Lithium’s clay play

By Simon Moores
Published: Tuesday, 23 March 2010

Western Lithium is vying to break into the industry’s elite through the world’s first production of lithium from hectorite clay, timing it to coincide with an expected demand boom from the electric car market

“This stuff is so soft you can scoop this out with your hands cash flow is all I see,” commented one potential investor while examining the green, sticky clay that could become key in the world’s battle to wean itself off oil.

Hectorite is an unknown quantity when it comes to commercial exploitation on a large scale.

The clay’s swelling characteristics enable its use as a paint thickener and in cosmetics, but it is its lithium content is attracting a lot of attention in the wake of a global supply race driven by a pending demand from the electric vehicle (EV) market.

At least, this is what Western Lithium Corp. is hoping and this is what drove potential investors, competitors and independents to attend a site visit on the back of IM’s Lithium Supply & Markets 2010 (LSM10) end of January in Las Vegas, USA.

Kings Valley hectorite has a lithium concentration
of 3,300-3,500ppm.

From its Kings Valley project in Nevada, Western Lithium Corp. is aiming to become the world’s first company to mine and process hectorite into lithium carbonate, a key component of lithium-ion auto batteries the chosen technology to power the world’s next generation of vehicles.

“With the downturn of the global automotive industry, it now seems clear that there is an imperative to come up with a new business model that will last the next 100 years based on the electrification of the car,” explained Western Lithium’s president, Jay Chmelauskas to IM.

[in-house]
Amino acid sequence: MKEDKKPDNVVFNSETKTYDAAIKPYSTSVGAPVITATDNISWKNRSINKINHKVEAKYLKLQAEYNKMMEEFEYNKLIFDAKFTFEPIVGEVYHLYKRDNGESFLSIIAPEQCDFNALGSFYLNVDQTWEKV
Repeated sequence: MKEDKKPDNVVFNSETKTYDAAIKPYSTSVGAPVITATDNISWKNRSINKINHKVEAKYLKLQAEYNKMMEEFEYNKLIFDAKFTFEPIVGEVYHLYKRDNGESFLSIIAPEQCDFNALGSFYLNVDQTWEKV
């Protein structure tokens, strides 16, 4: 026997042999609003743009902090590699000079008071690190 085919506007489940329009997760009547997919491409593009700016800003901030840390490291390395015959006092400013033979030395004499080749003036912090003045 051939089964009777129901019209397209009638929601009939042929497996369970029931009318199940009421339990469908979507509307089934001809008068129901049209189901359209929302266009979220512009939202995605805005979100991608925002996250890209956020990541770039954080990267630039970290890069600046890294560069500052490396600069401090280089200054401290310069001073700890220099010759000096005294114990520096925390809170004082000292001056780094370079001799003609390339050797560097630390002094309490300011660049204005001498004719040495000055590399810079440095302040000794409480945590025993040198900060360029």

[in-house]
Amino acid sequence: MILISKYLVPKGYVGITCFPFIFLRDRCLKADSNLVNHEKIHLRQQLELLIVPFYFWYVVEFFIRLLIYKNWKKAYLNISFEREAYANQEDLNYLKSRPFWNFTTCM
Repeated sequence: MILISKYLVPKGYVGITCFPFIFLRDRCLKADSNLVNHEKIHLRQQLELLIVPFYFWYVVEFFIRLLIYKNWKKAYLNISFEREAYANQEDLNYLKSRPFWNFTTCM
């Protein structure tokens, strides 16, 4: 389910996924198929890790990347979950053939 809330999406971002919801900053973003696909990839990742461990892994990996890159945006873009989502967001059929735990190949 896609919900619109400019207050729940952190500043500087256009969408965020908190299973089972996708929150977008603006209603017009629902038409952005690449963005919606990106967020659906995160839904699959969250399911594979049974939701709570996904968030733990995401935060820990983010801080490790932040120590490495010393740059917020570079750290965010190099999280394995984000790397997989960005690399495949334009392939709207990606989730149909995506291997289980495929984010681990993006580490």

More significantly, the company is looking to become North America’s biggest lithium producer with a projected 27,700 tpa of battery grade lithium carbonate production, a title presently held by Chemetall Foote’s small brine operation in the south of Nevada, USA.

Western Lithium has chosen the north of the state to set up its camp on land previously drilled by Chevron Resources in the 1970s and subsequently picked up by Western Uranium in 2005.

Western Lithium’s Kings Valley deposit is a short
flight from Lithium Supply & Markets’ host city of Las Vegas.

Kings Valley

“Welcome to the future of lithium mining in the USA,” declared Western Lithium’s senior vice president of development, Dennis Bryan, as the delegation descended on the Kings Valley project area nestled in the McDermott Caldera.

The caldera a collapsed volcano that has subsequently filled with water gave rise to economic quantities of minerals in the area which in addition to lithium includes gallium, uranium, and gold.

Created 15m. years ago, the caldera was a result of significant volcanic activity 700km north-east at Yellowstone National Park in Wyoming.

Volcanic fluids from Yellowstone leached the lithium, along with other minerals, out of ash beds and washed into the crater. As the closed system filled, the lithium concentration became higher and the water was eventually absorbed into the clay.

Clear evidence of this was seen first hand at by the delegation Western Lithium’s core shack. Row after row of drilling core samples displayed the hectorite the company was targeting, a green/grey soft sediment containing an average of 3,300-3,500 ppm Li.

The 220ft (67 metre) core showed the layer of flaky white ash rock closer to the surface gradually becoming layered with hectorite. The highest concentration of lithium was 7,680 ppm with the lowest 1,870 ppm.

“Drilling for lithium is like playing battleships,” explained one of the company’s geologists, aptly describing the nature of the job.

Turning hectorite into lithium

Western Lithium’s hectorite to lithium carbonate process is the key to
success at Kings Valley.

Mine plans